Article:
This book explores a new model for the production, revision, and reception of Biblical texts as Scripture. Building on recent studies of the oral/written interface in medieval, Greco-Roman and ancinet Near Eastern contexts, David Carr argues that in ancient Israel Biblical texts and other texts emerged as a support for an educational process in which written and oral dimensions were integrally intertwined. The point was not incising and reading texts on parchment or papyrus. The point was to enculturate ancient Israelites - particularly Israelite elites - by training them to memorize and recite a wide range of traditional literature that was seen as the cultural bedorck of the people: narrative, prophecy, prayer, and wisdom.The Gilgamesh epic, Homera#39;s Iliad, and the Bible, he shows, were first and foremost intended as educational texts.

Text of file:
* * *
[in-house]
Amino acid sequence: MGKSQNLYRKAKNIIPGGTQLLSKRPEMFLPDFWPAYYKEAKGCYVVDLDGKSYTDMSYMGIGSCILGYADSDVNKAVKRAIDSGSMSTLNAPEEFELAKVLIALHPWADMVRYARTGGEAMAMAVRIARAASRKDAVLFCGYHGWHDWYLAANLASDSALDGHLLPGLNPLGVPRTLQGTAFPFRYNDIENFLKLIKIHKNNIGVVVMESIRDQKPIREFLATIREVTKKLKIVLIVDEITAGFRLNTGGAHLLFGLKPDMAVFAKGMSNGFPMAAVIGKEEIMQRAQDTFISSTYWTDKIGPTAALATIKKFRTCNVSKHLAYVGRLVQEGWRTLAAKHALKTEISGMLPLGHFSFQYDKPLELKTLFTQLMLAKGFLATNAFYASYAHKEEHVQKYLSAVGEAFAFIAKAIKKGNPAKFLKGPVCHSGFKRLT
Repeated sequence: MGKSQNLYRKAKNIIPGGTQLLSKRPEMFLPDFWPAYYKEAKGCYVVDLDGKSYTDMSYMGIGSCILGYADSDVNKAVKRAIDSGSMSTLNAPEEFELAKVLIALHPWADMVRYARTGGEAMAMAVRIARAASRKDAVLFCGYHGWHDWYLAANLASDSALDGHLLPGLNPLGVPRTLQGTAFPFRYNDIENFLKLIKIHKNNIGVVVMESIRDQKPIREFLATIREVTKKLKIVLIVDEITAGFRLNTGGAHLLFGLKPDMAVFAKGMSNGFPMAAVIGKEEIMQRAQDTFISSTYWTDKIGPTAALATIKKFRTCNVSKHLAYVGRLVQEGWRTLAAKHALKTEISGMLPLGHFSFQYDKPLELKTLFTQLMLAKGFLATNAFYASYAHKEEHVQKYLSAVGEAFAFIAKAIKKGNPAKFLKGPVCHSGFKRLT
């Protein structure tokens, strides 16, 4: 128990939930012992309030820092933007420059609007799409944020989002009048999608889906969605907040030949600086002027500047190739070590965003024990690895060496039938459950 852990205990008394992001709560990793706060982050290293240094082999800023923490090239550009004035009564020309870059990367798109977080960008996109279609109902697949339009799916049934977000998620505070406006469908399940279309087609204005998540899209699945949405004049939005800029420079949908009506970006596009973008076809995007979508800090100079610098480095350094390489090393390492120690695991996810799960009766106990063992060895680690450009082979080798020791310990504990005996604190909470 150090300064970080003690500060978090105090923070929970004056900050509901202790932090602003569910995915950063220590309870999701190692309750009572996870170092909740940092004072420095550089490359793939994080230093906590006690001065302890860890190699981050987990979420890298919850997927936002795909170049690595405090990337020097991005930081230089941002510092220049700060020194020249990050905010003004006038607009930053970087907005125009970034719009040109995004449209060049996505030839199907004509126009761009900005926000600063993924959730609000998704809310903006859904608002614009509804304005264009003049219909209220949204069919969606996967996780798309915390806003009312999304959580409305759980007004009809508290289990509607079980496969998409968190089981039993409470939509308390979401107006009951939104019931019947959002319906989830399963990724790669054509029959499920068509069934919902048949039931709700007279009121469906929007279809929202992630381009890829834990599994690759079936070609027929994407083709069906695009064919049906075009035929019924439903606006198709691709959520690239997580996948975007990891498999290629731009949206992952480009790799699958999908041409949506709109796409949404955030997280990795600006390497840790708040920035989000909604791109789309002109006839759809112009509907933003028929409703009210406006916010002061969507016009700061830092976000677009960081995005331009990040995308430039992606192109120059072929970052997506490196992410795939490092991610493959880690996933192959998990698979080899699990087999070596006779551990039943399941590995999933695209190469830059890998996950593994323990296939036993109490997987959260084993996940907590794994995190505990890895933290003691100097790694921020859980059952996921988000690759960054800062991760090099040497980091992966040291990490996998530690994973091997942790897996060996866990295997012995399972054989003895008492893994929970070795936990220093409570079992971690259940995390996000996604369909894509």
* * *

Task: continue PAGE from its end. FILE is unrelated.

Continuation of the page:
|Title||:||Writing on the Tablet of the Heart : Origins of Scripture and Literature|
|Author||:||David M. Carr Professor of Old Testament/Hebrew Bible Union Theological Seminary|
|Publisher||:||Oxford University Press, USA - 2005-03-10|